Dyslipidemia (Hyperlipidemia) Concept Map: An Overview
The aim of this map is to cover the pharmacotherapy of dyslipidemia in an easy and interesting way that will help you understand the topic and link it with other related cardiovascular diseases as atherosclerosis. Look inside the map and understand it through this video.
The concept map of Dyslipidemia (Hyperlipidemia) starts with the definition. Dyslipidemia is a disorder of elevated or abnormal levels of lipids and/or lipoproteins in the blood, characterized by high cholesterol, triglycerides (TGs), or both, or low High-density lipoprotein (HDL) level. From this definition branches out the normal physiology of lipid metabolism including what is meant by lipoproteins, the function of lipoproteins, and their classification. Low-density lipoproteins (LDL); carry cholesterol from the liver to cells of the body; it is referred to as the “bad cholesterol” lipoprotein. LDL has a role in initiating the atherosclerosis process; this is how dyslipidemia is a risk factor for atherosclerosis and consequently cardiovascular diseases (a small map for cardiovascular diseases categories is included).
LIPID METABOLISM (Normal Physiology)
In this map lipid metabolism is explained briefly through the following diagram:
The intestine absorbs dietary fat and packages it into chylomicrons, which are transported to peripheral tissues through the blood. The enzyme lipoprotein lipase breaks down chylomicrons, and fatty acids enter muscle and adipose tissues. The chylomicron remnants are subsequently taken up by the liver to start the process of very-low-density lipoproteins (VLDLs) synthesis. The liver secretes VLDL, which undergoes lipolysis by lipoprotein lipase to form LDLs. LDLs are then taken up by the liver and by the peripheral tissues. HDL is produced by the liver. Its function is to transport cholesterol from the body back to the liver. That is why it is called “good cholesterol” lipoprotein.
Most patients are asymptomatic for many years prior to the appearance of physical findings. Physical findings can include:
- corneal arcus of the eye and
- tuberous xanthomas in the Achilles tendon, hands, feet, elbows, and/or knees.
And symptoms of dyslipidemia can include paresthesias, dyspnea, and confusion.
Primary Dyslipidemia; occurs due to genetic mutations; it affects lipoprotein synthesis and metabolism causing the following lipid disorders:
Isolated hypercholesterolemia (increase in cholesterol only)
- Familial hypercholesterolemia (FH)
- Familial defective apoB-100 (FDB)
- Polygenic hypercholesterolemia
Isolated hypertriglyceridemia (increase in TGs only)
- Familial hypertriglyceridemia (FHTG)
- Lipoprotein lipase (LPL) deficiency
- Familial apoC-II deficiency
Mixed or combined hyperlipidemias (increase in both cholesterol and TGs)
- Familial combined hyperlipidemia (FCHL)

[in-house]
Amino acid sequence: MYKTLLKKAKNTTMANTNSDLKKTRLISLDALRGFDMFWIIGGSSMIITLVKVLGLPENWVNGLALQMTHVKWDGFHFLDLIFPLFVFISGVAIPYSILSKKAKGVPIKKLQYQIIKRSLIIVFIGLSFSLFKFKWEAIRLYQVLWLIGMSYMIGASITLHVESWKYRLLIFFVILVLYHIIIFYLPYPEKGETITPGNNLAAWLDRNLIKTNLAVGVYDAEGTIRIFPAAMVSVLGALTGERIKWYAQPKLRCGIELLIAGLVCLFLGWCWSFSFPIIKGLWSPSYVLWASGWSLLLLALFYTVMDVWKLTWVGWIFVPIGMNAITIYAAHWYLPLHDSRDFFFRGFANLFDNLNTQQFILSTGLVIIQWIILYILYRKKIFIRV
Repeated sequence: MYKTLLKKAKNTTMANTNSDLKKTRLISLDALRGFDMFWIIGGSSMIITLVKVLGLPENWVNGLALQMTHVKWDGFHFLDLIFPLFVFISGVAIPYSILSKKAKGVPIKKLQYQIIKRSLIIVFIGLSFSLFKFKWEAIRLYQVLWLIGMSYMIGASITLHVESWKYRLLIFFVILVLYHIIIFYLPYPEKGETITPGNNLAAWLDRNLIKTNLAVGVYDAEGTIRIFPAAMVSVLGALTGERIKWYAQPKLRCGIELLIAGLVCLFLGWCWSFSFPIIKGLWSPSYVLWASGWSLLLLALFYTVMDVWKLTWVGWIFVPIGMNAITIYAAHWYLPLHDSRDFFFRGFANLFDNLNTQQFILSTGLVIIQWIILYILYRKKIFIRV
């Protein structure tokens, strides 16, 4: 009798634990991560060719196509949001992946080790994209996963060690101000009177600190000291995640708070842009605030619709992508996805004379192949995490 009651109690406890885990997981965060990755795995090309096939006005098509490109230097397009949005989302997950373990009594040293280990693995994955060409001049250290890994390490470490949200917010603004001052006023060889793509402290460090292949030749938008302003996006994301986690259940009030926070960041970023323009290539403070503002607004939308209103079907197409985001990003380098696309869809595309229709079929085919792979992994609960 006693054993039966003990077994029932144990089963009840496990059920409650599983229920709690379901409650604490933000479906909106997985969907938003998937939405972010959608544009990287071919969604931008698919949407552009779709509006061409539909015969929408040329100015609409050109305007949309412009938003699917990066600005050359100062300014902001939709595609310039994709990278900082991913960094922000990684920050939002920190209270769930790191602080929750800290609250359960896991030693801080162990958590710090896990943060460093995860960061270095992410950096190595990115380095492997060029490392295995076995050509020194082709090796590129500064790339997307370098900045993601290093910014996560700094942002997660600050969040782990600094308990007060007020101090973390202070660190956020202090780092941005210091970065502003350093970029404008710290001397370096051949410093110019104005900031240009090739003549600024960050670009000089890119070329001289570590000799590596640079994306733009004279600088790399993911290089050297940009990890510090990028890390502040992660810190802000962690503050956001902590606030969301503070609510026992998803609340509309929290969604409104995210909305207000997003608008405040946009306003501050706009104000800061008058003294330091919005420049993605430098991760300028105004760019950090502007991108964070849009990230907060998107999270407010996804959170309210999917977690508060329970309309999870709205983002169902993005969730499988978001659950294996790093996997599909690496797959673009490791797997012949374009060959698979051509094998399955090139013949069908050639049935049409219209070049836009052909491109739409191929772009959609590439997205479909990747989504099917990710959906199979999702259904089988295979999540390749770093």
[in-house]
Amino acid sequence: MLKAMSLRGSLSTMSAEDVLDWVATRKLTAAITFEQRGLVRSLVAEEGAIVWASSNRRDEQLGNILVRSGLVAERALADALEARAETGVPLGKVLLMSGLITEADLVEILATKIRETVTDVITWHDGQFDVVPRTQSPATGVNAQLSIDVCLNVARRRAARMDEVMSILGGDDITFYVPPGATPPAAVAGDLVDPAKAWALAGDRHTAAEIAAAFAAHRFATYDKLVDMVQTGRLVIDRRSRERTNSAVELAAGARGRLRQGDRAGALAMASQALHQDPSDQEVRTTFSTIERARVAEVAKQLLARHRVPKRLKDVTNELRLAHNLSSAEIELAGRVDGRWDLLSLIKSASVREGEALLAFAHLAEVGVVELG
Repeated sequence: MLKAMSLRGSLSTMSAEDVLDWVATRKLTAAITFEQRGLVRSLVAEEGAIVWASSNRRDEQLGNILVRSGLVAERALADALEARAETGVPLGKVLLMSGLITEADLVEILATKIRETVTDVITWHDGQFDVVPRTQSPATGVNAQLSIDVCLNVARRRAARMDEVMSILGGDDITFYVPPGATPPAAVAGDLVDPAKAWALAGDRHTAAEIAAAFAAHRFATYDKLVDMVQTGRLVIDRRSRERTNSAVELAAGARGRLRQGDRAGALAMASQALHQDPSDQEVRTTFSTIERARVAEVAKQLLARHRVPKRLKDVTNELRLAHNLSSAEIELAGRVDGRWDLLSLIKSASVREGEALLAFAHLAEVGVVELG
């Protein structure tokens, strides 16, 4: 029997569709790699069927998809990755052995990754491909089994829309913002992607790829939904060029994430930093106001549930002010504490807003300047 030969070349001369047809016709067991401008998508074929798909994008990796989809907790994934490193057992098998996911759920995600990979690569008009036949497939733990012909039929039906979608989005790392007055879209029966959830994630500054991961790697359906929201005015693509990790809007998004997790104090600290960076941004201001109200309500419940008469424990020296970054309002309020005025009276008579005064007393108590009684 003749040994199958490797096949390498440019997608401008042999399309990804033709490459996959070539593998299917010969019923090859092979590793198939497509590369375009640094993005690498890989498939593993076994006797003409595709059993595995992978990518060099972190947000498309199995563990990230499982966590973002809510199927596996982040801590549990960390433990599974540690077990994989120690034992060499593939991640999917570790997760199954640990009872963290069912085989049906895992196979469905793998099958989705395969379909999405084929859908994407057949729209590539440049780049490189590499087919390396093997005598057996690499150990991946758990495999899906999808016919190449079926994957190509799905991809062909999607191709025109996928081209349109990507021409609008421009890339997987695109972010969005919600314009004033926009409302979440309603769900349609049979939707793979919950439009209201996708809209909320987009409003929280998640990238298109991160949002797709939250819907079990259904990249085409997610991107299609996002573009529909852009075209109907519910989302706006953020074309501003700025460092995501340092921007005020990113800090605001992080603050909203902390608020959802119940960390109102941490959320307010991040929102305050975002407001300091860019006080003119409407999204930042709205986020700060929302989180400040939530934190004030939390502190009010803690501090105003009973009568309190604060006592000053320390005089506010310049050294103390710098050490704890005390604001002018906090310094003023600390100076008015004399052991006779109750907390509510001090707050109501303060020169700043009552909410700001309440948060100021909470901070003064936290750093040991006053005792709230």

- Familial dysbetalipoproteinemia (FDBL)
Watch the video to know when Primary Dyslipidemia is suspected in a patient. On the other hand, Secondary Dyslipidemia can be caused by the following:- Diseases: diabetes, hypothyroidism, obstructive liver disease/ biliary cirrhosis, renal disease, nephrotic syndrome/ chronic renal failure, or obesity.- Drugs: estrogen, progestins, protease inhibitors, anabolic steroids, corticosteroids, isotretinoin, cyclosporine, atypical antipsychotics, thiazide diuretics, or β-Blockers.These causes should be considered in the diagnosis and the management of dyslipidemia.
Dyslipidemia risk factors are classified as:
- Positive Risk Factors
- Negative Risk Factors
- Emerging Risk Factors
Details are available in the video above.
Diagnosis of dyslipidemia is based on the Fasting Lipid Profile of the patient; accompanied by the assessment of cardiovascular risk factors using Framingham Risk Score for patients with ≥2 risk factors.
Three Categories of Risk that Modify LDL-Cholesterol Goals (details are included in the map/video):
- CHD and CHD Risk Equivalents.
- For patients with ≥2 risk factors, perform Framingham 10-year CHD risk assessment.
- For patients with ≤1 risk factor, 10-year risk assessment is not required.These risk categories are linked to (treatment goals) part in the map.
This part of the map starts with dyslipidemia treatment goals (classified according to the risk category) and targets (primary target for therapy is LDL). Therapeutic Lifestyle Changes (TLC) and dietary recommendations are stated under the part of non-pharmacological treatment of dyslipidemia.
Pharmacological treatment of dyslipidemia includes:
Four classes of lipid-lowering drugs:
- the 3-hydroxy-3-methylglutaryl coenzyme A (HMG-CoA) reductase inhibitors (the “statins”), including; atorvastatin, fluvastatin, lovastatin, pravastatin, rosuvastatin, simvastatin, and pitavastatin
- the fibrates (gemfibrozil and fenofibrate),
- niacin/nicotinic acid, and
- the bile acid binding resins (colestipol, colesevelam, and cholestyramine)
In addition to;
- the cholesterol absorption inhibitor, Ezetimibe, and
- Omega-3 fatty acids (fish oils)
Each drug/drug class has its own map that covers: the mechanism of action, indications, adverse effects, drug interactions, contraindications, and precautions if any. The map also shows you how to manage certain adverse effects and drug interactions for these drugs. See the following example for Bile acid sequestrants.
Order the map
You can order the Dyslipidemia concept map in any of the following forms according to your preference. Our maps are comprehensive in a way that can benefit both students and clinicians.
This map is available in two forms;
1. Printable version.
2. Whole map version.
Check them out below to know the difference, so that you can choose what is suitable for you. And please feel free to leave your feedback, comments, or questions in the comments section below.
Dyslipidemia concept map is written by: May Mehanna, BCPS
Reviewed and edited by Maha Atef, B Pharm.
Last updated on: 11 January 2013